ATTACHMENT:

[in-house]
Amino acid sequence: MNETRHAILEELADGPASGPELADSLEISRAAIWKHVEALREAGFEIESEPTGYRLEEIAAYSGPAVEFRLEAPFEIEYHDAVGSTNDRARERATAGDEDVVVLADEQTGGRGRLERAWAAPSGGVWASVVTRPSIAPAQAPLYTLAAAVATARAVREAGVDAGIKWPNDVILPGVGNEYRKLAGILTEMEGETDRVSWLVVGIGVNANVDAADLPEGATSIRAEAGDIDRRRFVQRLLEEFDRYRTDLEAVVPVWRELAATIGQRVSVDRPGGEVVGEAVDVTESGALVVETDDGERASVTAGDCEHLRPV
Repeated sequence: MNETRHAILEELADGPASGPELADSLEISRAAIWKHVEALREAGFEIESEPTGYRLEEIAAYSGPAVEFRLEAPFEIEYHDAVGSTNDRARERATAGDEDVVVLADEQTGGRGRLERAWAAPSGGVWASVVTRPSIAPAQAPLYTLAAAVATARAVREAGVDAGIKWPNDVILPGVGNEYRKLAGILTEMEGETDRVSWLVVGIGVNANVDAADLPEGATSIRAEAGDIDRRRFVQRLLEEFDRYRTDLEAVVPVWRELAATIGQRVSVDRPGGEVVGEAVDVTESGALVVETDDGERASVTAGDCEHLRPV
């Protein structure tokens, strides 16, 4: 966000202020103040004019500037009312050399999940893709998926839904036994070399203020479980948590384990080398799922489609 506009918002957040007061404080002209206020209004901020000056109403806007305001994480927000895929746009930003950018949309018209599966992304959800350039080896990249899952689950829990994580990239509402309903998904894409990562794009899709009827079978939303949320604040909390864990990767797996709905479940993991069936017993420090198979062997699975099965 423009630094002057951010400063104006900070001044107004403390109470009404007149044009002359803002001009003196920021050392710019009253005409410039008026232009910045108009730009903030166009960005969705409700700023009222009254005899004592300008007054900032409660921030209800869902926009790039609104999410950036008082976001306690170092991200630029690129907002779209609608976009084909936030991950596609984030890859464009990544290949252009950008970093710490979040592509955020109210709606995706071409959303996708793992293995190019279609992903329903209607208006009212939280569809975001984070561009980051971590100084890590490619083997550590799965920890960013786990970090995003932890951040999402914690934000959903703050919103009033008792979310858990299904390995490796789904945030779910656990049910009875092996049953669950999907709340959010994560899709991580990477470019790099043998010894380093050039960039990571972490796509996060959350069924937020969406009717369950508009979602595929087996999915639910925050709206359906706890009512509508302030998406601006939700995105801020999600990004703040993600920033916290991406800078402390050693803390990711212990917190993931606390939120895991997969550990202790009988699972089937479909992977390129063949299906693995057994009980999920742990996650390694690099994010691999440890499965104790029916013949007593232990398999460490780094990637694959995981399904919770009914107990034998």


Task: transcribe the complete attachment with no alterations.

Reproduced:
[in-house]
Amino acid sequence: MNETRHAILEELADGPASGPELADSLEISRAAIWKHVEALREAGFEIESEPTGYRLEEIAAYSGPAVEFRLEAPFEIEYHDAVGSTNDRARERATAGDEDVVVLADEQTGGRGRLERAWAAPSGGVWASVVTRPSIAPAQAPLYTLAAAVATARAVREAGVDAGIKWPNDVILPGVGNEYRKLAGILTEMEGETDRVSWLVVGIGVNANVDAADLPEGATSIRAEAGDIDRRRFVQRLLEEFDRYRTDLEAVVPVWRELAATIGQRVSVDRPGGEVVGEAVDVTESGALVVETDDGERASVTAGDCEHLRPV
Repeated sequence: MNETRHAILEELADGPASGPELADSLEISRAAIWKHVEALREAGFEIESEPTGYRLEEIAAYSGPAVEFRLEAPFEIEYHDAVGSTNDRARERATAGDEDVVVLADEQTGGRGRLERAWAAPSGGVWASVVTRPSIAPAQAPLYTLAAAVATARAVREAGVDAGIKWPNDVILPGVGNEYRKLAGILTEMEGETDRVSWLVVGIGVNANVDAADLPEGATSIRAEAGDIDRRRFVQRLLEEFDRYRTDLEAVVPVWRELAATIGQRVSVDRPGGEVVGEAVDVTESGALVVETDDGERASVTAGDCEHLRPV
């Protein structure tokens, strides 16, 4: 966000202020103040004019500037009312050399999940893709998926839904036994070399203020479980948590384990080398799922489609 506009918002957040007061404080002209206020209004901020000056109403806007305001994480927000895929746009930003950018949309018209599966992304959800350039080896990249899952689950829990994580990239509402309903998904894409990562794009899709009827079978939303949320604040909390864990990767797996709905479940993991069936017993420090198979062997699975099965 423009630094002057951010400063104006900070001044107004403390109470009404007149044009002359803002001009003196920021050392710019009253005409410039008026232009910045108009730009903030166009960005969705409700700023009222009254005899004592300008007054900032409660921030209800869902926009790039609104999410950036008082976001306690170092991200630029690129907002779209609608976009084909936030991950596609984030890859464009990544290949252009950008970093710490979040592509955020109210709606995706071409959303996708793992293995190019279609992903329903209607208006009212939280569809975001984070561009980051971590100084890590490619083997550590799965920890960013786990970090995003932890951040999402914690934000959903703050919103009033008792979310858990299904390995490796789904945030779910656990049910009875092996049953669950999907709340959010994560899709991580990477470019790099043998010894380093050039960039990571972490796509996060959350069924937020969406009717369950508009979602595929087996999915639910925050709206359906706890009512509508302030998406601006939700995105801020999600990004703040993600920033916290991406800078402390050693803390990711212990917190993931606390939120895991997969550990202790009988699972089937479909992977390129063949299906693995057994009980999920742990996650390694690099994010691999440890499965104790029916013949007593232990398999460490780094990637694959995981399904919770009914107990034998």